The overlay flipping structure includes a front buffer structure 170 and a back buffer structure 172, attached via an attachment link 174. The front and back buffer structures include reference pointers 176, 178 to corresponding memory regions 180,182. Before a flip of the overlay surface structure, the front surface memory holds a 180 pixmap of monster, which is superimposed on the application's window in the display. The overlay surface appears on the display screen because the display hardware has superimposed it onto the application's window 158 in the primary surface during the process of generating the display image.

The back buffer structure shown in FIG. 5 refers to the next overlay surface, which the display controller will superimpose in the application's window after a flip operation. In this example, the back buffer 182 holds a pixmap of an explosion 184 which is currently under construction.

During a flip operation, the display device interface exchanges the underlying surface memory. It accomplishes this exchange by updating the reference pointers in the overlay surface structures 170, 172 as shown in FIG. 5. After the flip, the overlay surface structure for the front buffer has a reference pointer 178 to the surface memory 182 holding the completed pixmap of the explosion. The surface structure for the back buffer has a reference pointer to the surface memory 180 that previously held the pixmap of the monster. FIG. 5 shows this region of surface memory with an "X" through it to represent that the memory is now scratch memory. After the flip, the client display controller generates the display screen from the pixmap in the front buffer surface memory 182 and the pixmap in the primary surface memory 152. The display controller superimposes the pixmap of the explosion into the area allocated to the game applications window in the primary surface. The resulting display image 186 appears as shown in FIG. 5.

FIG. 7 shows how the overlay surface 200 representing the monster is superimposed on the area 202 of the primary surface 204 allocated for the game application's window.

To illustrate the flip operation, we describe it in the context of the steps performed by the game application during normal operation as shown in FIG. 6. In general, the game collects input, computes changes to the display image based on this input, and renders a new surface. The game then requests a flip operation to make the next frame visible on the display screen. The display device interface manages the overlay surfaces in the flipping structure, and controls the flipping of the overlay surfaces.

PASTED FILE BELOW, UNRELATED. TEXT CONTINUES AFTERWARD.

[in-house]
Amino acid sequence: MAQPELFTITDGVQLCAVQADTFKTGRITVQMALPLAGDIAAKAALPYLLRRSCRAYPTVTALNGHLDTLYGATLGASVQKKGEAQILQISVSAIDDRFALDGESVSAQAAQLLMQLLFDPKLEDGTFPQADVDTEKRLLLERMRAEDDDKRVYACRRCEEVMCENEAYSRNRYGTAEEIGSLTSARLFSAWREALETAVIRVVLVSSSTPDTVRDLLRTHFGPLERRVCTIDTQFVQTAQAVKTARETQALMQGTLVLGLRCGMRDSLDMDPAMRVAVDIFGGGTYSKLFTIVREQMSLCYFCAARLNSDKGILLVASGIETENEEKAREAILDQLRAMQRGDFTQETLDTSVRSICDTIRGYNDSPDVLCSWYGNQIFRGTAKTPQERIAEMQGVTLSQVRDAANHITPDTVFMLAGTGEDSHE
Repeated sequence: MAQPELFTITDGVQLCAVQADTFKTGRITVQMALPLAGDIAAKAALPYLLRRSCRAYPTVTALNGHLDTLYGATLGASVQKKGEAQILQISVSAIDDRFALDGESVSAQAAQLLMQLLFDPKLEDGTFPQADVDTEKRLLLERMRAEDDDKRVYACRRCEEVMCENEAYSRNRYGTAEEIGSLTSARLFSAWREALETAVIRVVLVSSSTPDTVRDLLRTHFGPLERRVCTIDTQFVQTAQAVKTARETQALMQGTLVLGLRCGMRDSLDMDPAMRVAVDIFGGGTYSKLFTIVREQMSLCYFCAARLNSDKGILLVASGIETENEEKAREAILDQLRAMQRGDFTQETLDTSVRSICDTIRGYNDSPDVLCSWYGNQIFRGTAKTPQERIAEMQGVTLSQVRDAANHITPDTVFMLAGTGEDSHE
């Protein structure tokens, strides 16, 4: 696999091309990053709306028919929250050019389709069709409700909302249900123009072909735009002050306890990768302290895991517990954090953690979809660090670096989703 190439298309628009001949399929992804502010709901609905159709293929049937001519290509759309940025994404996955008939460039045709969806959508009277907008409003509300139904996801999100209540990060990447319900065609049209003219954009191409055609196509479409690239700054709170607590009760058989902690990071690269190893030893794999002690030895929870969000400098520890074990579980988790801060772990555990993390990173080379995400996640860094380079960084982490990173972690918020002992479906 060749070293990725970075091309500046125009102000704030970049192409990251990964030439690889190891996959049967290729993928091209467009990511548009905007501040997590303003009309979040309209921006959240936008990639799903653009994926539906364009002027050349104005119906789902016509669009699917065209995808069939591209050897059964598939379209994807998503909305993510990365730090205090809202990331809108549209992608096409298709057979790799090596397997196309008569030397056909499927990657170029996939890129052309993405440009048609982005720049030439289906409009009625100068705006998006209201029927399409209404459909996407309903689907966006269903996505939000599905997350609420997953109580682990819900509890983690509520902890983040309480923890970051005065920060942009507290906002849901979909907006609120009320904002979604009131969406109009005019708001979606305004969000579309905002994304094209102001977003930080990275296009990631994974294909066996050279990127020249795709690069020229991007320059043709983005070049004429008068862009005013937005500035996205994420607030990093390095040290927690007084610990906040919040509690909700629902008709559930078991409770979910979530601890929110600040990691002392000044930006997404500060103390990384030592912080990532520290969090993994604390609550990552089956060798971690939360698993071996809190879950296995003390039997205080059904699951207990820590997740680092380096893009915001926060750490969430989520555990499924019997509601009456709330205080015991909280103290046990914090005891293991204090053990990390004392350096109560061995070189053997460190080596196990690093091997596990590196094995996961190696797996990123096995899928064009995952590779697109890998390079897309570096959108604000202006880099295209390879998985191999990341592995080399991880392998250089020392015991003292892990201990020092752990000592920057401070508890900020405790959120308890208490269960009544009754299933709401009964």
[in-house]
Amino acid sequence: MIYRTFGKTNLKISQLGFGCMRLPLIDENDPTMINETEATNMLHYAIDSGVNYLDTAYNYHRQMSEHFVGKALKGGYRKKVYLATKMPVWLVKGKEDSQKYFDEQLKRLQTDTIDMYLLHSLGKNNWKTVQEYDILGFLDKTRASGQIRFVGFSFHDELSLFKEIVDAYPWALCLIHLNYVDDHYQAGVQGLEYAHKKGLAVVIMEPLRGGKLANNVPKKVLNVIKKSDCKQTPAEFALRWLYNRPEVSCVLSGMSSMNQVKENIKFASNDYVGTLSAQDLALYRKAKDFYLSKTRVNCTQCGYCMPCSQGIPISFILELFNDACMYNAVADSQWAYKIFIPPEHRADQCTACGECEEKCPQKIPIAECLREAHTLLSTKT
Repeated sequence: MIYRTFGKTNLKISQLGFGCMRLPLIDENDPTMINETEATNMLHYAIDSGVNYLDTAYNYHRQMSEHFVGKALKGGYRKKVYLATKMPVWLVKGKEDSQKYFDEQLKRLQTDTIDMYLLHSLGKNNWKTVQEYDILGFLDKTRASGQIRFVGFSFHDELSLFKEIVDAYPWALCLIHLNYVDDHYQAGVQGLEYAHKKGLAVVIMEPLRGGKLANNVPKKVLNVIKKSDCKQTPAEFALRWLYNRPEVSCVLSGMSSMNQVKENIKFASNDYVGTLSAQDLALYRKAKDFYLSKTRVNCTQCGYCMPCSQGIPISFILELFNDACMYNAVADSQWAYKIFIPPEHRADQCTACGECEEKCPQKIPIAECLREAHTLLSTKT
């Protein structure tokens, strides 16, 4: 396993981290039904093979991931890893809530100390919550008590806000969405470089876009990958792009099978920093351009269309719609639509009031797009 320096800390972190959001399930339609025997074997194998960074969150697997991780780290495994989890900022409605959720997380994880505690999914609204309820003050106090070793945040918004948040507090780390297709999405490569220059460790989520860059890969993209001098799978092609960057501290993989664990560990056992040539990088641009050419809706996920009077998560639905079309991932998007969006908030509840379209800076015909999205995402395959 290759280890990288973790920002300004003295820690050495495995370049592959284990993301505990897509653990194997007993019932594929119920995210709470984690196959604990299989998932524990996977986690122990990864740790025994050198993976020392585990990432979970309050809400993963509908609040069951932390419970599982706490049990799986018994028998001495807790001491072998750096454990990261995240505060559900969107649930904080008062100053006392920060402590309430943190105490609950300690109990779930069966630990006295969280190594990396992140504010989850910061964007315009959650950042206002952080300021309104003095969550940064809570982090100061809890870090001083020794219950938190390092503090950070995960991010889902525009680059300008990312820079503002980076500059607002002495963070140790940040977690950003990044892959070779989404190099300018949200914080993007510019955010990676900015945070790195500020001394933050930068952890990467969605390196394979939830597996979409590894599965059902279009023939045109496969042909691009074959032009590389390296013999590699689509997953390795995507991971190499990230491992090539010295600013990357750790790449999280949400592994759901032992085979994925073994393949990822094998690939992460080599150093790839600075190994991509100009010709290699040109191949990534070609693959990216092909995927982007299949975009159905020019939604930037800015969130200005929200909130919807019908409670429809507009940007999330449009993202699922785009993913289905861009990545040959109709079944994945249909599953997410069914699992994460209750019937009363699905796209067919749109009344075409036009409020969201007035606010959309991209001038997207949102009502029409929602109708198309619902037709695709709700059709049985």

To begin the process of generating the next frame, the application gathers the input from an input device such as a mouse, keyboard, joystick, etc. as shown in step 220 of FIG. 6. In the Windows® operating system, the application can respond to input by gathering WM-- MOUSEMOVE and WM-- KEYXXX messages. In the alternative, the application can directly ask an input device for its current position through the device driver of the input device.

The application also determines whether the size and position of the window has changed 222. In response, the application updates the size of the overlay with the new size and/or position of the overlay surface. The display device interface includes a function to update the overlay, which it uses to change the position of the overlay, and a function to set the overlay's position, which it uses to change the position of the overlay relative to the upper left hand corner of the primary surface. The application also makes sure the color key for its window is updated for the new size or position. If the application used GDI to set the color key, it would use GDI to update the color key for the new window size or position. If the application used the display device interface to fill its window with the color key, it would use the display device interface to update the color key.

The next step 224 shown in FIG. 6 is to process the input and compute the outcome. For instance, in the example in FIG. 5 the user has entered an input or series of inputs that destroy the monster. As such, the application determines that it needs to construct an overlay surface depicting the explosion of the monster.

To accomplish this, the application renders the overlay surface showing the explosion to the back buffer as depicted in the surface memory 182 (step 226 in FIG. 6). This can include copying the overlay surface from another offscreen surface or from several offscreen surfaces. As it renders the explosion, the application can invoke functions in the display interface to gain access to the back buffer and to manipulate the pixel values store in it. When the application has finished rendering the overlay surface in the back buffer, it is ready to invoke the flip operation.

Next, the application calls the flip function for the flipping surface representing the overlay surfaces 228. In response the display device interface exchanges the front and back buffers as shown in FIG. 5.

After the flip, the display hardware superimposes the overlay surface in the front buffer on the primary surface. The display device interface manages access to the front buffer by specifying to the hardware where the front buffer is located in video memory. The overlay flipping structure stores memory pointers to the video memory allocated to the overlay surfaces (front and back buffers). When the interface performs a flip, it writes the address of the overlay surface that is about to become the front buffer to an overlay register in the display controller. The overlay register is a register that stores the location of an overlay to be superimposed by the overlay control onto the display image.

As the process of generating a display image continues, the application renders its next display to the back buffer of the overlay flipping structure. The flip operation manages the underlying surface memory by keeping track of which memory regions currently serve as the front and back buffers.